What is a Capacitor?
Capacitors are one of three fundamental electronic components that form the foundation of a circuit – along with resistors and inductors. A capacitor in an electrical circuit behaves as a charge storage device. It holds the electric charge when we apply a voltage across it, and it gives up the stored charge to the circuit as when required.
The most basic construction of a capacitor consists of two parallel conductors (usually metallic plates) separated by a dielectric material.
When we connect a voltage source across the capacitor, the conductor (capacitor plate) attached to the positive terminal of the source becomes positively charged, and the conductor (capacitor plate) connected to the negative terminal of the source becomes negatively charged.
Because of the presence of dielectric in between the conductors, ideally, no charge can migrate from one plate to other.
So, there will be a difference in charging level between these two conductors (plates). Therefore an electric potential difference appears across the plates.
The charge accumulation in the capacitor plates is not instantaneous rather it is gradually changing.
What is Capacitance?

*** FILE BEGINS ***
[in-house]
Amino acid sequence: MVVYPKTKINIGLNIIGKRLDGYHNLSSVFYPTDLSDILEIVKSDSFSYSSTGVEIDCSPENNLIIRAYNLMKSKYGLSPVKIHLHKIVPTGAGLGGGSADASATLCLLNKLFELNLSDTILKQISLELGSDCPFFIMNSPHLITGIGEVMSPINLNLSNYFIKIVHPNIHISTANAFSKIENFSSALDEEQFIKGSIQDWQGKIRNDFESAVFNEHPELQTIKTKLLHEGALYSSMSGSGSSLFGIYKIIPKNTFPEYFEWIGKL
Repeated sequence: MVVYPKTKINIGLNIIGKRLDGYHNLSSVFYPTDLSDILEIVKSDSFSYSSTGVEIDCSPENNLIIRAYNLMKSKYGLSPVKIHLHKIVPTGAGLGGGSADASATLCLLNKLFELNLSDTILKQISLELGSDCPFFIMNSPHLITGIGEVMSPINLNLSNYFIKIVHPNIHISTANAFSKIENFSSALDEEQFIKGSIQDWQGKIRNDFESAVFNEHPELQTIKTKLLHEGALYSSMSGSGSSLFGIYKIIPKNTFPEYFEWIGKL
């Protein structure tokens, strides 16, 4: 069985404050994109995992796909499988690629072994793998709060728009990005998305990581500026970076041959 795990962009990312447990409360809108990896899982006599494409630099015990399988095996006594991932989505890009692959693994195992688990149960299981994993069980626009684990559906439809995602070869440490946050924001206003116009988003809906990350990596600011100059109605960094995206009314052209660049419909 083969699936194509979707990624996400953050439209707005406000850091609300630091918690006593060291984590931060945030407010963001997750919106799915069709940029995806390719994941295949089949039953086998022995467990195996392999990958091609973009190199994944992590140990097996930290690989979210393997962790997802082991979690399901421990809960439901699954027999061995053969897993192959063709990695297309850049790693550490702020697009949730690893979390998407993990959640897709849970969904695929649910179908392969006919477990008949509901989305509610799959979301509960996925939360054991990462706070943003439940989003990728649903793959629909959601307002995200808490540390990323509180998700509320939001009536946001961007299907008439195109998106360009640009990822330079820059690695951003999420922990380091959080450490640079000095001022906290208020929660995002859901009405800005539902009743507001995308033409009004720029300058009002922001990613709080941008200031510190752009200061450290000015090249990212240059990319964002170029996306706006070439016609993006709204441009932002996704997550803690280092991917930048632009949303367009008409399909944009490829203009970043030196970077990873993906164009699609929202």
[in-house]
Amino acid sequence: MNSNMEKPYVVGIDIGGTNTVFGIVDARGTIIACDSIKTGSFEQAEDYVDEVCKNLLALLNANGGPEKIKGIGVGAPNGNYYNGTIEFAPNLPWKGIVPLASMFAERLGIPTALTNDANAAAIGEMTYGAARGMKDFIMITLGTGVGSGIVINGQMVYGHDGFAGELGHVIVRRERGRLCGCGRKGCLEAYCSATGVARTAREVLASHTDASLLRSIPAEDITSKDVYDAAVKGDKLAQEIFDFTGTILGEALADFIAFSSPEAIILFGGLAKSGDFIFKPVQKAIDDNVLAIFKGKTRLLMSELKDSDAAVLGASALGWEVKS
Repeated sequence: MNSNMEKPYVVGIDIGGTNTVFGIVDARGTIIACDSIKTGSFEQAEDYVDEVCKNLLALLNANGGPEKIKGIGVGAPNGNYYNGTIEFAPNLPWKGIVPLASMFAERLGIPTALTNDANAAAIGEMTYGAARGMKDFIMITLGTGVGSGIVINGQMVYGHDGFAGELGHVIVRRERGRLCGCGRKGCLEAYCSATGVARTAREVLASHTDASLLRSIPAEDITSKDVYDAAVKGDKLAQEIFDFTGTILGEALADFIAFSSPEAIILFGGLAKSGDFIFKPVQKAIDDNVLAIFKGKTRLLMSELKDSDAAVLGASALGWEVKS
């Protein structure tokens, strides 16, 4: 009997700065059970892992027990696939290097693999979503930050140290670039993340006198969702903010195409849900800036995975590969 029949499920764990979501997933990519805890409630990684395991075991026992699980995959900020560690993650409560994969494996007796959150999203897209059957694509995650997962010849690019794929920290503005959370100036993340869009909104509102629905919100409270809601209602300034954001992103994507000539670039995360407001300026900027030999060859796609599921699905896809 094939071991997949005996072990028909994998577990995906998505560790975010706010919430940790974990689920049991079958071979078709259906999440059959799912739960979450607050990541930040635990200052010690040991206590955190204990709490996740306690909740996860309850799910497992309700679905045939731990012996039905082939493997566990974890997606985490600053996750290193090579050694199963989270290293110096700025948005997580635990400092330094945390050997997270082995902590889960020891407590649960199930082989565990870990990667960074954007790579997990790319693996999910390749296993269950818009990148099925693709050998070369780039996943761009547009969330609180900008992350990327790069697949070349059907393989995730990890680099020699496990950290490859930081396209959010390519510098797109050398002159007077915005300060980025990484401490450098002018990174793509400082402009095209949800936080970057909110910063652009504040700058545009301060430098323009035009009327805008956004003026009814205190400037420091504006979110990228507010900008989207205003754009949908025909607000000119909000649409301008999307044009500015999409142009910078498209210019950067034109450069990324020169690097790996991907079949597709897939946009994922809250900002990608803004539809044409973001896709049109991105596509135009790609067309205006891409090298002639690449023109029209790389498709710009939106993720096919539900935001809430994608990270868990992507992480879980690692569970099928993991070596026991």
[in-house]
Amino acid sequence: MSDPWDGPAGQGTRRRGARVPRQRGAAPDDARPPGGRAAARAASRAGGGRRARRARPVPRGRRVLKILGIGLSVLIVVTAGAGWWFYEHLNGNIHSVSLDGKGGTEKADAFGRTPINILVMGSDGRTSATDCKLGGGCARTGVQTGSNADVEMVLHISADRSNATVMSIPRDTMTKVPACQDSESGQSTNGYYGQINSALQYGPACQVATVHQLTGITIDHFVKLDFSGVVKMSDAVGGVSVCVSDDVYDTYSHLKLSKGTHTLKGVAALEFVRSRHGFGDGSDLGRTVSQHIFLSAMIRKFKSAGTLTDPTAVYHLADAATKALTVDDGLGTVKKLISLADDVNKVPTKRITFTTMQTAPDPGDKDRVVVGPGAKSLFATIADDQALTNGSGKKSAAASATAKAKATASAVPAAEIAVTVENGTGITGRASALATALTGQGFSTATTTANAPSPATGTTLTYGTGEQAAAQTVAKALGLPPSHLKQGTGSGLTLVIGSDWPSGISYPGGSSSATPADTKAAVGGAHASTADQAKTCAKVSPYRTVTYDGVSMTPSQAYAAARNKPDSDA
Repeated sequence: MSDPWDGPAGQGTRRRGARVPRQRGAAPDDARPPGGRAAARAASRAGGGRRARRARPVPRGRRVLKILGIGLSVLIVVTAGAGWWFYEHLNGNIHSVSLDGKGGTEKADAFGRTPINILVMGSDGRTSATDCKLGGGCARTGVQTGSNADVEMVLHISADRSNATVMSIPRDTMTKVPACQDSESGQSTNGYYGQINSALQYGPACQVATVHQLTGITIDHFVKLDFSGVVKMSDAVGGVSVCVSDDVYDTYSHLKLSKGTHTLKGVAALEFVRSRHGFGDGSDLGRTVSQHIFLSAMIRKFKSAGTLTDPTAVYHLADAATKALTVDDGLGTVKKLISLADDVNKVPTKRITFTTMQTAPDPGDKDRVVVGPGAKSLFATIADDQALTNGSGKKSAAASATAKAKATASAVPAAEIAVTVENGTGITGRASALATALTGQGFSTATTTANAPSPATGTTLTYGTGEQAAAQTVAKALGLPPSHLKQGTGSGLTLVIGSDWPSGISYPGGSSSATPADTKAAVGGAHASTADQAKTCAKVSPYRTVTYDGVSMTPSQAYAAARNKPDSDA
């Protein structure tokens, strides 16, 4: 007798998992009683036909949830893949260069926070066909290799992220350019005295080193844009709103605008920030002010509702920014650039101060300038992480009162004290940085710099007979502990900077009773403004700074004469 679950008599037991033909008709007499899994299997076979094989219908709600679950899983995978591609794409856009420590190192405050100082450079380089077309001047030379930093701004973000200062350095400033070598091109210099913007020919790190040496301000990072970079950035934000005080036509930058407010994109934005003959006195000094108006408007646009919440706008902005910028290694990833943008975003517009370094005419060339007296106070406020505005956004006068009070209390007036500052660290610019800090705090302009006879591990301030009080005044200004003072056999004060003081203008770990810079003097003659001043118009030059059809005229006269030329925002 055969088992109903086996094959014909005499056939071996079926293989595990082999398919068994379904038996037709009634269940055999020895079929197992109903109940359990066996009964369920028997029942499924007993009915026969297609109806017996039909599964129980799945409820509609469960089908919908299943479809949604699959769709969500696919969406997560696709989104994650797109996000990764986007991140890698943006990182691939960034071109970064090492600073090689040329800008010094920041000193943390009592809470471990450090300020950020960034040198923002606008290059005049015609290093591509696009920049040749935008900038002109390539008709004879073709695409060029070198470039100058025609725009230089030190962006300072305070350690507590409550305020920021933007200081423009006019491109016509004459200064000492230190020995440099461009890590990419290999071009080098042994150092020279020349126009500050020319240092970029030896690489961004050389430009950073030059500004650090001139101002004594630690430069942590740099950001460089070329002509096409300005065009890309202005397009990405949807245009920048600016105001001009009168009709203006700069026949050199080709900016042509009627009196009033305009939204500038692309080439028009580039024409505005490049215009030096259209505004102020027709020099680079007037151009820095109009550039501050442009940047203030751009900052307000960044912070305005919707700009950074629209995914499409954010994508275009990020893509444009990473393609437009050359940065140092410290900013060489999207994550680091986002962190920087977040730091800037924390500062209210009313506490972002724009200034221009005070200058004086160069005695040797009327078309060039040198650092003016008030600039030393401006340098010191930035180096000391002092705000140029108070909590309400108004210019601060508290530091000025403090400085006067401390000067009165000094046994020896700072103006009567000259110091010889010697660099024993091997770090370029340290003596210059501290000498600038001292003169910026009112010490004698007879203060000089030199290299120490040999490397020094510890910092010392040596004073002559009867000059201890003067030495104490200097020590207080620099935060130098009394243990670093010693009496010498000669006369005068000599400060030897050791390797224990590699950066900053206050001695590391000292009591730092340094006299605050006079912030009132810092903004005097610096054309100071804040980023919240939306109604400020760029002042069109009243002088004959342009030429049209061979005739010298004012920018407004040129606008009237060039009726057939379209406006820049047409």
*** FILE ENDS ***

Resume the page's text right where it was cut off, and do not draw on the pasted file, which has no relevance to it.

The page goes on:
Now we understand that the charge accumulation in the conductors (plates) causes the voltage or potential difference across the capacitor. The quantity of charge accumulated in the capacitor for developing a particular voltage across the capacitor is referred to as the charge holding capacity of the capacitor.
We measure this charge accumulation capability of a capacitor in a unit called capacitance. The capacitance is the charge gets stored in a capacitor for developing 1 volt potential difference across it.
Hence, there is a direct relationship between the charge and voltage of a capacitor. The charge accumulated in the capacitor is directly proportional to the voltage developed across the capacitor.
Where Q is the charge and V is the voltage.
Here C is the constant of proportionality, and this is capacitance,
The capacitance depends upon three physical factors, and these are the active area of the capacitor conductor (plates), the distance between the conductors (plates) and permittivity of the dielectric medium.
Here, ε is permittivity of the dielectric medium, A is the active area of the plate and d is the perpendicular distance between the plates.